How Buy-Now & Pay-Later Policies Are Helping Broke Millennials
Buy now, pay later seems like the best thing to happen to cash-strapped shoppers since layaway. Supported by the emergence of a handful of payment solution providers, a growing number of retailers are jumping on board, allowing customers to pay for apparel and other products in installments.
Of course, the buy-now, pay-later concept is not a new one; furniture and electronics retailers have offered such programs for decades (cue the Leon’s “ho-ho-hold the payment commercials – if you know, you know).
The move to financing smaller, relatively less expensive things like articles of clothing is clearly a sign of the times – and one that naturally targets struggling millennials.
While society seems more image-focused than ever fuelled by social media and its overnight celebrities, most of us can’t afford to keep up with the Joneses, one perfectly filtered photo at a time. Rather than stocking up on trendy and affordable clothing to help the double-tap cause, the emergence of buy-now, pay-later policies in the apparel world comes at a time when the younger generation is moving away from fast fashion. Folks are opting instead to purchase better quality pieces that won’t end up in landfills any time soon.
While the cost-per-wear ratio of spending more on quality and classic items may make financial sense once you break it down, the reality is that most young people don’t have a lot of cash at their disposal to drop all at once.
Sky-high tuition costs (and subsequent student debt), lack of job security, a growing freelance economy, and even social media pressures have rendered the millennial set, frankly, pretty broke. Some have even aptly coined millennials as “Generation Broke.”
So, they fake it until they make it and things like renting and now, essentially financing clothing helps their cause.
In June 2018, millennial favourite Urban Outfitters announced it would accept interest-free installation payments thanks to a partnership with payment company Afterpay. The program also includes its brands Anthropologie and Free People – stores that cater predominantly to the under-35 set.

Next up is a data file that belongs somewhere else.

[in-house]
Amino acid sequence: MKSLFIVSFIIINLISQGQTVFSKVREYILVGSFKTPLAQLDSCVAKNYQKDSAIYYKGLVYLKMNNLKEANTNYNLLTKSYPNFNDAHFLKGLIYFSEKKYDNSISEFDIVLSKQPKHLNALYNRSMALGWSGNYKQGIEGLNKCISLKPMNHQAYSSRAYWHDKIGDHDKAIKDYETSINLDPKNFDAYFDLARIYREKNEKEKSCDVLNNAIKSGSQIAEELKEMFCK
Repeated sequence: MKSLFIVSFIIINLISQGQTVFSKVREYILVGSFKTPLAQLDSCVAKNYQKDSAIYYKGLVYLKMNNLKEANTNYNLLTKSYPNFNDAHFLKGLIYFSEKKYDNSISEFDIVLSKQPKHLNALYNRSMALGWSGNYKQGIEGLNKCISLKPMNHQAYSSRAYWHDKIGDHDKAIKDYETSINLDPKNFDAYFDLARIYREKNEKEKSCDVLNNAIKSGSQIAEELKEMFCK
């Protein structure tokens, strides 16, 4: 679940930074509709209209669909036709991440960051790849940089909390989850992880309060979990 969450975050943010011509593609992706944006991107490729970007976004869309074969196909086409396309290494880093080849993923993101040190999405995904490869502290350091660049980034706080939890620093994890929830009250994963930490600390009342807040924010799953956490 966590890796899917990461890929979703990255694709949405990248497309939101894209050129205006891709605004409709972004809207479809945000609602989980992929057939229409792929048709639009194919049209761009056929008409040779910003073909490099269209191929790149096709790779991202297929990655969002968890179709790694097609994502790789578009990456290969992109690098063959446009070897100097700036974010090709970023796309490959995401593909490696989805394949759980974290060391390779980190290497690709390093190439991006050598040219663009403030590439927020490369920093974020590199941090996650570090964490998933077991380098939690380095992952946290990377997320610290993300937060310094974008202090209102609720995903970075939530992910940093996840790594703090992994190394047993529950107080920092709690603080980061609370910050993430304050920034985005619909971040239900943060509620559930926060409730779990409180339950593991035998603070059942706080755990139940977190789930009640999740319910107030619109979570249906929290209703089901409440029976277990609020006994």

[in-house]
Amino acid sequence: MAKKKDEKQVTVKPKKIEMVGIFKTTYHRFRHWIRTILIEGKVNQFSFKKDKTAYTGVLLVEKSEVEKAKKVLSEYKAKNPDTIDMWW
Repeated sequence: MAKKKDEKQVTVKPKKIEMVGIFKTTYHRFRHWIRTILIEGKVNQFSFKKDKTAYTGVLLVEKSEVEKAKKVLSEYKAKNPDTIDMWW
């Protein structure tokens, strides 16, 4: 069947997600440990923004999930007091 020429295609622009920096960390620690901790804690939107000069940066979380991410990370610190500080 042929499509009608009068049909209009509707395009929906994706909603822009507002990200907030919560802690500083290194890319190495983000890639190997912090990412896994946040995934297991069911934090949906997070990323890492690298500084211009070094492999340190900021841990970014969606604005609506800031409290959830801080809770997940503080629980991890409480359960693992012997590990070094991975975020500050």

Following the lead, Abercrombie and Fitch launched a buy-now, pay-later program on July 1, enabling shoppers to make up to four interest-free payments in installments over a two-month period on online purchases.
The move is a result of a new partnership with Swedish payment solution provider Klarna Pay Later – a major competitor of Afterpay. Klarna is already available for Abercrombie shoppers in Germany, and will be rolled out in the U.S. and U.K., and hopefully Canada later this year. The program includes Abercrombie Kids and Hollister and Co.
Fast fashion retailer H&M has also signed with the payment company, as have a number of popular brands, like Adidas, Sephora ASOS, Nike, Sonos, IKEA and JD Sports.
Given the growing number of retailers jumping on board, it’s safe to say we can expect a growing number of payment companies like Afterpay and Klarna.
On July 31, Sezzle, a U.S.-based payment provider that’s been on the scene since 2017, went public on the Australian Securities Exchange. In its first day, the stock jumped 80 per cent.
While becoming a regular buy-now, pay-later customer may seem like a savvy financial move, Business Insider highlights that such policies can actually encourage shoppers to spend more money in the same way that a credit card can.
Because a hefty price tag is more manageable in installments, customers are less likely to wait for sales or purchase a more affordable alternative.
So, while they may help your closet, buy-now, pay-later policies may actually hurt your wallet.
Featured Image: Pixabay
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